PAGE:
If your employer offers direct deposit, you can have a percentage of your paycheck directly deposited into your savings accounts. Alternatively, you can set up automatic transfers to your savings accounts through your bank based on the days you get paid.
When it comes to paying your debt or other bills, you can schedule payments in advance with your creditors and around your pay dates. Once your automation is in place you want to make sure you check in on the transfers and payments frequently to be sure there are no glitches etc.
2. Use a financial app to check-in
There are many apps out there that can help you keep an eye on multiple accounts and the transactions and payments you have going through them. For instance, Mint is a super popular app.
These apps can be set up to send you alerts and reminders when something changes in your account. They will alert you when a bill is about to come due or just to review the automation you have set up. You can have them handy on your phone, so you can pretty much check-in anytime, which makes it super convenient.
Don't want to use an app where you have to enter your personal information for your various accounts? Your bank and your other types of accounts probably have their own individual apps. It's more work to check in to each app individually, but still very convenient regardless.
3. Set reminders on your calendar
Checking in on your finances frequently is key to staying on top of your goals and actually accomplishing them. So, in addition to automating things and using apps to check in, you want to set reminders on your calendar.
With these frequent reminders, you can do things like check in on your credit, review your accounts and investments, check in on your bill payments, see if there are better deals out there e.g. insurance, cable, phone service, etc. You can also gauge how you are doing against the money goals you have set for yourself.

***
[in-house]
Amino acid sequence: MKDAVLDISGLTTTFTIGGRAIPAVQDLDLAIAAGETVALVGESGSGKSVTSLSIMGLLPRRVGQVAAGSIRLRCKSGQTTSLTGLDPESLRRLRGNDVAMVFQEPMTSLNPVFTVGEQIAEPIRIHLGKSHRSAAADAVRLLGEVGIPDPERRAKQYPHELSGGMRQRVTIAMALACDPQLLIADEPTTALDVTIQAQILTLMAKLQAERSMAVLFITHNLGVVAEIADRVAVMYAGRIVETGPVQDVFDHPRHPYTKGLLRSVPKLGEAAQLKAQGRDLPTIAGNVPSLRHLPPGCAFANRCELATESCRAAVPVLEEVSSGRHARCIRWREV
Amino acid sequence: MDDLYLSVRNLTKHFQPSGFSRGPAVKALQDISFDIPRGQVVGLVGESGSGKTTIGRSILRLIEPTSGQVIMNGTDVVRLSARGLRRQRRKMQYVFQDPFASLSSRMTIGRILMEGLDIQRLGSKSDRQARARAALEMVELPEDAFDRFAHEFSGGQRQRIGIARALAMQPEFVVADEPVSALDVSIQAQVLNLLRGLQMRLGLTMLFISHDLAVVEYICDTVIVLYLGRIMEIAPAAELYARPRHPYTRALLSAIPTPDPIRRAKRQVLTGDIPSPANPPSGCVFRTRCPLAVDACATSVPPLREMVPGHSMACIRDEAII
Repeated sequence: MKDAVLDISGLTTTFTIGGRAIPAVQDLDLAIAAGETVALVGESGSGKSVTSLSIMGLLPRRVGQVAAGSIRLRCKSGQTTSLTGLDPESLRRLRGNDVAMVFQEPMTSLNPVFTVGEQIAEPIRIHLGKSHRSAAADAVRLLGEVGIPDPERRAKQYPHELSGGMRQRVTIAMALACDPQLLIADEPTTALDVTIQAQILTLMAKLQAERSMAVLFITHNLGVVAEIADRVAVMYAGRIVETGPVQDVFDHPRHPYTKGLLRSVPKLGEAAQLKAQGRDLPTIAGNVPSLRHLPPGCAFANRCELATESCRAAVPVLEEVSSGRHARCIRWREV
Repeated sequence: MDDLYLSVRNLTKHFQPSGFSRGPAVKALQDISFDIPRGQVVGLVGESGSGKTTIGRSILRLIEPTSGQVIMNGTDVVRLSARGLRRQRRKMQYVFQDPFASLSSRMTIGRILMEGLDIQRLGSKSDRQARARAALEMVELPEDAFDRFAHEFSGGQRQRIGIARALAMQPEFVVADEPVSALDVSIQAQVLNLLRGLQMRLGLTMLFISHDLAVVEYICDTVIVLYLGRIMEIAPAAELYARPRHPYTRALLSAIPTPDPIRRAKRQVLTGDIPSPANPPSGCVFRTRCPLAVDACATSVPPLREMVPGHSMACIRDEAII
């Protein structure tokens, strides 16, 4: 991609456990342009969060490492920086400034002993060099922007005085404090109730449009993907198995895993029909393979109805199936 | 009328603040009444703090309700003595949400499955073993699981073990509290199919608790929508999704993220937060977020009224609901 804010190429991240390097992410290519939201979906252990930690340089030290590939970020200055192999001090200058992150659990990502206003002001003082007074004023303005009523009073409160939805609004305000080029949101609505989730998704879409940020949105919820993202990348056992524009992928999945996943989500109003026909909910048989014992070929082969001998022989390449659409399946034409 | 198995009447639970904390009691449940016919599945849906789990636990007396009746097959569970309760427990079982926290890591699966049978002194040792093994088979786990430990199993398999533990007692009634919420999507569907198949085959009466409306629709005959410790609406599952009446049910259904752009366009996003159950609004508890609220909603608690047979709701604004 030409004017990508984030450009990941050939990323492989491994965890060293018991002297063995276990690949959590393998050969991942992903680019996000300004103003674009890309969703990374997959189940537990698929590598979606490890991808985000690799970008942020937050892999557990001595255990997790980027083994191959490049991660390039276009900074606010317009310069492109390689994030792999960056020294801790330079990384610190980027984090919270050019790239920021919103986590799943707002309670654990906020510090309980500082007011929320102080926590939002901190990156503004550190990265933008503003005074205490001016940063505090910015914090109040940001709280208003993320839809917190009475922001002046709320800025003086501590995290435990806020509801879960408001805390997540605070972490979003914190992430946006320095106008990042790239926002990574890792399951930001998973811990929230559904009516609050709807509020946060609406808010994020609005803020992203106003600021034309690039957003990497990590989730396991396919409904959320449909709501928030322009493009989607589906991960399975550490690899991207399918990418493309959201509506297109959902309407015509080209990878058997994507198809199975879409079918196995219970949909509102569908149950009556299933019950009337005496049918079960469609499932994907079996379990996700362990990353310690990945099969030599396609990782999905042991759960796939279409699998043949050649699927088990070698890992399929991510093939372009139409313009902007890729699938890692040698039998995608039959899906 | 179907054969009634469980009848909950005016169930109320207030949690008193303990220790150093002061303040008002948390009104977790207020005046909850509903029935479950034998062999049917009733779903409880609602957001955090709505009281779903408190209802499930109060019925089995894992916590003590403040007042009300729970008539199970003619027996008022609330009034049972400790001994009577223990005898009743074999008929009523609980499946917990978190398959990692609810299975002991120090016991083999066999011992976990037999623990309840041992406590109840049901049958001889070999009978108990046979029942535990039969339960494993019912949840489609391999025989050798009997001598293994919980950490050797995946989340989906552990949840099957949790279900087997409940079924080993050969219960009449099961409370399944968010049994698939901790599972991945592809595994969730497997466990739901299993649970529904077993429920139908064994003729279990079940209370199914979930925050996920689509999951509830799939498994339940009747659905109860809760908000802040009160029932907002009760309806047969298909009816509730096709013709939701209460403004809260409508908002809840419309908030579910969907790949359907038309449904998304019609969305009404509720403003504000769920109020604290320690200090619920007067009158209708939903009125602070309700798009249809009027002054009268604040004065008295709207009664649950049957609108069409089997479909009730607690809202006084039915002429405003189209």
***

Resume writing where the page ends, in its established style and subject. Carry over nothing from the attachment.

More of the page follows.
4. Create a financial vision board
One of the best ways to stop self-sabotaging behavior is to create a financial vision board. A vision board is a collage of all the goals you want to accomplish.
People that create vision boards are more confident about their goals and more likely to take action. Having a daily visual reminder will motivate you to overcome your bad habits and conquer your money goals.
Things you can include on your board can be pictures of your dream home, motivational quotes, income goals, and more. Get your supplies, find your inspirational items, and make your board!
5. Improve your mindset
The biggest way to make behavior changes is to improve your mindset. The truth is it really is mind over matter. Developing a positive money mindset can help you achieve your financial goals. Like most things, it takes determination and consistency to make changes.
However, by committing to yourself with positive affirmations, creating a daily routine, and making a financial plan, you can shift from a bad mental state into a positive one.
Stop self-sabotaging your finances
It's important to your financial well-being that you identify self-sabotaging behavior and take these steps to change it! Learning how to handle negative emotions can help you combat bad habits and start you on the path to financial success.
If you feel overwhelmed and unsure where to start, get help with our completely FREE financial courses and worksheets!